Sculpture adds something to the space around us, manifests itself, occasionally imposes itself, and sometimes hides itself (in a corner). Like the series “Corner Element I”, a tubular volume that connects two walls that form a corner. The (lost) emptiness of a corner suddenly becomes meaningful. What is striking about these sculptures is their human scale and anthropomorphic character. Just as a plumber speaks of an ‘elbow’ (or in French: a ‘coude’) to indicate a bend in a pipe system, we recognise similar forms in Delabie’s ‘elements’: an elbow, a knee, a phallus, an arm, a leg, a neck. This is even more evident when he presents these sculptures on a simple (kitchen) chair or stool (‘Furniture and Elements Blue I & II’). The forms occupy the seating place of a body and mutate into figures, extras. It reminds me of the walls covered with fragments of arms, legs and hands in nineteenth-century sculptors’ studios or classical academies. The sculptures vacillate between being autonomous and being a model (example), between a life-size body and a prototype. Yet this does not make him a realist sculptor or a sculptor of realism. Striking is his choice of colours for these sculptures. They range from chemical green and blue over poppy yellow and orange to something close to the patented Ferrari red.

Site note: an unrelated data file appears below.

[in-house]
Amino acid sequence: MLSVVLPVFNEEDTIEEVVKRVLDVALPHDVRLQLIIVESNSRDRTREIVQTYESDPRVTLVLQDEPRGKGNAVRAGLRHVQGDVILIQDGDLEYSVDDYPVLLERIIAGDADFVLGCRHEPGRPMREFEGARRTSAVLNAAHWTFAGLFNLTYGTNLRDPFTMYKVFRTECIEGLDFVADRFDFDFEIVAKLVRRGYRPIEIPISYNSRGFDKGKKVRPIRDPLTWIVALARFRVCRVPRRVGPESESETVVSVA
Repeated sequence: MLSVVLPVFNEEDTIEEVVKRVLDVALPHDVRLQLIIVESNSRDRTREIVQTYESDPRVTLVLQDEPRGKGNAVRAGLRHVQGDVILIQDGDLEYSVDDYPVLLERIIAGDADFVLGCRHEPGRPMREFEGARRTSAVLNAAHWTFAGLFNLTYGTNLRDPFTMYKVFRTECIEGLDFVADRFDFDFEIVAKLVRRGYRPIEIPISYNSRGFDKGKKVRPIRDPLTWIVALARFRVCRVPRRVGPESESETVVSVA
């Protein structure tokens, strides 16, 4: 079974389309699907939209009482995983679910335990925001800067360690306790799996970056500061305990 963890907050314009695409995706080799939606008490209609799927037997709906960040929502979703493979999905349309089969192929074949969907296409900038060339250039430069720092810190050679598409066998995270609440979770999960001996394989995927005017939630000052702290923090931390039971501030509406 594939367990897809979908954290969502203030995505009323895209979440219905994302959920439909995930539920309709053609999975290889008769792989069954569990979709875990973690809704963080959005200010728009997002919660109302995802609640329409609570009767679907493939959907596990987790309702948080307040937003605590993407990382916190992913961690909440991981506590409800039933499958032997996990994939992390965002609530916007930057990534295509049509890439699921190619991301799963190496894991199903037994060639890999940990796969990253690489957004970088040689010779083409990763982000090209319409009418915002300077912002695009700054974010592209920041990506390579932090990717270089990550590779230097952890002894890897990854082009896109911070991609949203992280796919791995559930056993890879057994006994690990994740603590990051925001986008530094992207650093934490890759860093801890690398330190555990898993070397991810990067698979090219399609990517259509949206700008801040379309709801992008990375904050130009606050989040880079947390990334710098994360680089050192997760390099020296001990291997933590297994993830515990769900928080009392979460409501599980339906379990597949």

The earlier comparison with the plumber is not that far-fetched. He also exhibited a larger tubular structure in Ter Beuken Park. The reference here rather hints at industry, or, better perhaps, industrial archaeology. His components look like elements taken from complex pipe systems in refineries or blast furnaces: oversized. But they are not ready-mades. Like a real sculptor, Delabie creates his sculptures in the traditional way: first in clay, then a plaster mould, then a cast and then a transfer to polyester. This manual approach has everything to do with the tactility of the work. Even the finish – which, at first glance, seems industrial – reveals traces of handicraft, emphasising the uniqueness of the work.